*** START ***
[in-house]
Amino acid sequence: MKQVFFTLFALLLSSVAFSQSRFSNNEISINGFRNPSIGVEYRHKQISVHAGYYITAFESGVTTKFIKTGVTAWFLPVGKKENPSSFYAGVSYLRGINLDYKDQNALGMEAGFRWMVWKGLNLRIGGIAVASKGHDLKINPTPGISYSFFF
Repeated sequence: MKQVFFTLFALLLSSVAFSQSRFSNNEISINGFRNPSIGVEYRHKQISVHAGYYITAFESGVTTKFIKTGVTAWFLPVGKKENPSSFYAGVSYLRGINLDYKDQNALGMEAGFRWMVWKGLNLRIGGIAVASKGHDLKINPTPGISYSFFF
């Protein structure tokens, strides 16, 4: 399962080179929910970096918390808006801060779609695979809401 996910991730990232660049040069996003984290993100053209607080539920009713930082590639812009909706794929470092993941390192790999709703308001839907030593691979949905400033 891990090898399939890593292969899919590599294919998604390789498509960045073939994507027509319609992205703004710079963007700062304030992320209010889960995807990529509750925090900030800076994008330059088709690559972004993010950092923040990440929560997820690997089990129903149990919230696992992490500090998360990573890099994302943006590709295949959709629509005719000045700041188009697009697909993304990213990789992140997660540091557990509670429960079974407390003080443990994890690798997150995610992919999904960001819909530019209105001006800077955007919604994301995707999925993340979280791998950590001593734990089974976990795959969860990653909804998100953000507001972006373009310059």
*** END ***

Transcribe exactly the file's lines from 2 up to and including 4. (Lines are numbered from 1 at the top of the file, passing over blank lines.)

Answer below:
Amino acid sequence: MKQVFFTLFALLLSSVAFSQSRFSNNEISINGFRNPSIGVEYRHKQISVHAGYYITAFESGVTTKFIKTGVTAWFLPVGKKENPSSFYAGVSYLRGINLDYKDQNALGMEAGFRWMVWKGLNLRIGGIAVASKGHDLKINPTPGISYSFFF
Repeated sequence: MKQVFFTLFALLLSSVAFSQSRFSNNEISINGFRNPSIGVEYRHKQISVHAGYYITAFESGVTTKFIKTGVTAWFLPVGKKENPSSFYAGVSYLRGINLDYKDQNALGMEAGFRWMVWKGLNLRIGGIAVASKGHDLKINPTPGISYSFFF
């Protein structure tokens, strides 16, 4: 399962080179929910970096918390808006801060779609695979809401 996910991730990232660049040069996003984290993100053209607080539920009713930082590639812009909706794929470092993941390192790999709703308001839907030593691979949905400033 891990090898399939890593292969899919590599294919998604390789498509960045073939994507027509319609992205703004710079963007700062304030992320209010889960995807990529509750925090900030800076994008330059088709690559972004993010950092923040990440929560997820690997089990129903149990919230696992992490500090998360990573890099994302943006590709295949959709629509005719000045700041188009697009697909993304990213990789992140997660540091557990509670429960079974407390003080443990994890690798997150995610992919999904960001819909530019209105001006800077955007919604994301995707999925993340979280791998950590001593734990089974976990795959969860990653909804998100953000507001972006373009310059």